Assignable IDs for M4L devices?
Unique ID’s "—" are really helpful in avoiding crosstalk between multiple versions of a M4L device. But only for devices that do not need to reference each other. I need devices that can reference each other (like record to buffer~ on an audio track, and playback the same buffer on a midi track) and use multiple versions of the devices.
In an abstraction you can use and an argument "#0" to assign IDs. Is there a way to do that with a M4L device?
You can use #0 in abstractions in m4l devices also – obv you would need something to keep track of these and communicate the values between your devices…
Thanks Lee, for the helpful reply. It got me thinking more about it.
I think, I was imagining I could save a M4L device with a name like "Audio Device arg 1". So I could set arg 1, 2, 3, for different buffers.
That may not be realistic.
Your idea about the abstraction is interesting, although I don’t know of a way to dynamically load abstractions…..but, I can put the buffers in a poly~ and dynamically load that!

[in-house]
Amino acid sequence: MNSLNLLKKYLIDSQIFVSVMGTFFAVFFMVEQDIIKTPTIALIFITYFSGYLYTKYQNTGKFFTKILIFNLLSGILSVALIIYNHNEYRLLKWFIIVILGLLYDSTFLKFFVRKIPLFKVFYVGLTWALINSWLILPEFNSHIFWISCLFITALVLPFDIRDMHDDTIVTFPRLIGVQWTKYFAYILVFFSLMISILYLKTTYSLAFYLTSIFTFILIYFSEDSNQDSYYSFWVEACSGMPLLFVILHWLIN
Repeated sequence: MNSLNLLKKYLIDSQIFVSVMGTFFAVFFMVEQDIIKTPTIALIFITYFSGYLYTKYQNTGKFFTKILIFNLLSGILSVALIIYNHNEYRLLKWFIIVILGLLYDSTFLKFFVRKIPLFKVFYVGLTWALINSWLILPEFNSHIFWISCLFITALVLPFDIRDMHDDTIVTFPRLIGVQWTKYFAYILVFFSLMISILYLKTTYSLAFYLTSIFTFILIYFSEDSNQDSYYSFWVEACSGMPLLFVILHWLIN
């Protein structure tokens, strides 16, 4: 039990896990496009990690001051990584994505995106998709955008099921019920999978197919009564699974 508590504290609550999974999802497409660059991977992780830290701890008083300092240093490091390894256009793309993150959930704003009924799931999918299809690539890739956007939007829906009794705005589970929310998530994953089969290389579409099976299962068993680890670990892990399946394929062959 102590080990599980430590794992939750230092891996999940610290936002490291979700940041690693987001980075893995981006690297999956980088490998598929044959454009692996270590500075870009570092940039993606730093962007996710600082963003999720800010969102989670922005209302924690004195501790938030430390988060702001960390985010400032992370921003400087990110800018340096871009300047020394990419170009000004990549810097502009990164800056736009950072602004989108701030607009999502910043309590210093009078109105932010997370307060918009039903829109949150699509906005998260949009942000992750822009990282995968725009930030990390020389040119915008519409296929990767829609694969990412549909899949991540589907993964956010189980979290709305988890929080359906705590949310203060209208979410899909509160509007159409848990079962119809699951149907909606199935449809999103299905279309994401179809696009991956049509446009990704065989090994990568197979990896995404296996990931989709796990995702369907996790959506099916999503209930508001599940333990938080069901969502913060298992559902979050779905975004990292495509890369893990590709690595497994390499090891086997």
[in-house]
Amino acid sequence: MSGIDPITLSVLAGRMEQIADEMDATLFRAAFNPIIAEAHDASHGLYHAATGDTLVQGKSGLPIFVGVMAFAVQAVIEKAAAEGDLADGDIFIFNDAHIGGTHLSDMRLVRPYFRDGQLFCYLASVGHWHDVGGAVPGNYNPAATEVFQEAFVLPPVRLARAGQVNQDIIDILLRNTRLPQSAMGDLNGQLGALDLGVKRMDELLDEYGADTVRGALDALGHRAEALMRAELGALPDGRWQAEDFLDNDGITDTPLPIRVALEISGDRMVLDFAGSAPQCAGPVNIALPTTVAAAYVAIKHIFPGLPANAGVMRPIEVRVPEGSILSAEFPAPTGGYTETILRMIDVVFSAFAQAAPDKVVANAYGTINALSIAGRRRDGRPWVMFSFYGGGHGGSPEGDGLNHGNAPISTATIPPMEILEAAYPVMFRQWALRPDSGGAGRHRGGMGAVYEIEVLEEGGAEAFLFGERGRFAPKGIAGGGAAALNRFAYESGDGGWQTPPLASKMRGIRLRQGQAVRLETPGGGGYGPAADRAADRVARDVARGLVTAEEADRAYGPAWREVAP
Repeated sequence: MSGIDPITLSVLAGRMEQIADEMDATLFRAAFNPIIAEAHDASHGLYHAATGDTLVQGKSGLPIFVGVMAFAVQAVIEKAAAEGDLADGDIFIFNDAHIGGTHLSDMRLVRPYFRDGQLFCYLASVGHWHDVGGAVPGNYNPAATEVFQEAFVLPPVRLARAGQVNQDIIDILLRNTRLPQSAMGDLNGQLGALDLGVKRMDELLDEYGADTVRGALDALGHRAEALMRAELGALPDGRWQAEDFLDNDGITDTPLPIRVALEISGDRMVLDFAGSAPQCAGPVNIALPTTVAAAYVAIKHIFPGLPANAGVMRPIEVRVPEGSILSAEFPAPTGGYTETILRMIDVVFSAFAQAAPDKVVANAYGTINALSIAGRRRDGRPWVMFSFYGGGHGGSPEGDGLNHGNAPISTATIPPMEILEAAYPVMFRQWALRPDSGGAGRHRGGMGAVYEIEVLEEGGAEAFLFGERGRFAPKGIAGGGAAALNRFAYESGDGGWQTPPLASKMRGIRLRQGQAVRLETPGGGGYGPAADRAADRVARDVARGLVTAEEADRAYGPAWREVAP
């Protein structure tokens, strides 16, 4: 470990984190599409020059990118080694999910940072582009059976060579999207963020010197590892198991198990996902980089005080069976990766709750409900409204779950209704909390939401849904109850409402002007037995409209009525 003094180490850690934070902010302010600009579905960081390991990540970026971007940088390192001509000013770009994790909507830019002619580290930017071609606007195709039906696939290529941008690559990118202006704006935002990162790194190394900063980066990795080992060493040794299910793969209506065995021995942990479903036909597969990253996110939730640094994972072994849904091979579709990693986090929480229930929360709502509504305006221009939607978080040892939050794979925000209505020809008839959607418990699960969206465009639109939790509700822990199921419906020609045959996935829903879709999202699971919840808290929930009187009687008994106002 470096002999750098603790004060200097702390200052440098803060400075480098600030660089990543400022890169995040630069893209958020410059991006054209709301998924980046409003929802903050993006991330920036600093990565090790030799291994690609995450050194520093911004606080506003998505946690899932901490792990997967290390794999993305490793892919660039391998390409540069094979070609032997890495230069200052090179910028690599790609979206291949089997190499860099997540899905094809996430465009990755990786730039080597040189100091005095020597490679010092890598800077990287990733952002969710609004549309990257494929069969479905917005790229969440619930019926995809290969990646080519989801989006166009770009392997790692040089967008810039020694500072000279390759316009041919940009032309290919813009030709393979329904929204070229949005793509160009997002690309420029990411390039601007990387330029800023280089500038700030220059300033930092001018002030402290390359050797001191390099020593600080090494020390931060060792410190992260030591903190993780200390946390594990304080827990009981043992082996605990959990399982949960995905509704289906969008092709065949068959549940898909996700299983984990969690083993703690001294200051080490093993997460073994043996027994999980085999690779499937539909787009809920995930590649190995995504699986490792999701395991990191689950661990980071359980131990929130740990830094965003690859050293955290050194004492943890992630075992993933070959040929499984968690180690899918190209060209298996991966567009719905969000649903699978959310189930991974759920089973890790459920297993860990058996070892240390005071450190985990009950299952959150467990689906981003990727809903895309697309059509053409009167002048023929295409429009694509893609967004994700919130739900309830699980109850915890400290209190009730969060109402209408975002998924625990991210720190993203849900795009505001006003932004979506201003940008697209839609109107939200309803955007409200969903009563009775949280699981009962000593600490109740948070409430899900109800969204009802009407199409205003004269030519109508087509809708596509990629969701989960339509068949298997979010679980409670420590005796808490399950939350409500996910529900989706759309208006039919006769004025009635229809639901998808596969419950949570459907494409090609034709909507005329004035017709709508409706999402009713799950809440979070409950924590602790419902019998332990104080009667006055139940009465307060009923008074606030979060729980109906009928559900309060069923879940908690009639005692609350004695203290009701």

Currently I set the buffers in each device with messages.
(btw, I should have previously said argument "#1" in abstractions").
Could you give me more of an overview of what you are trying to achieve here?
Are you wanting to be able to put an instance of your device on a number of audio tracks, each with it’s own buffer and then be able to access that buffer from devices on other tracks?
btw, if you could clarify something – why do you want to do the playback on a midi track? on a midi track you would have no audio outputs in the m4l to send the data back to the track… unless you have something else in mind?
I previously should have said "instrument track" instead of "midi track"! (I can’t believe I got that wrong too – musician here!).
So your assumption is correct. I want to record to a buffer on an audio track, and play back that same buffer on an instrument track…which works fine. The trick is how to use multiple instances of those devices, so I can say, record to 3 different recording buffer devices, which are played back with 3 different playback devices.
got ya. Well, an example of how to do this would be, for example, to use the audio track number when forming the name the buffer, thus making it unique, and then have a drop-down menu on the track to select the number of the track that it should talk to – thus both devices would then be able to figure out the unique name of the buffer… or something similar
obv if you start moving tracks around this becomes an issue….
You could have a look at the granulator by Robert Henke : several instruments can be linked to the audio device that picks up the audio signal to be processed.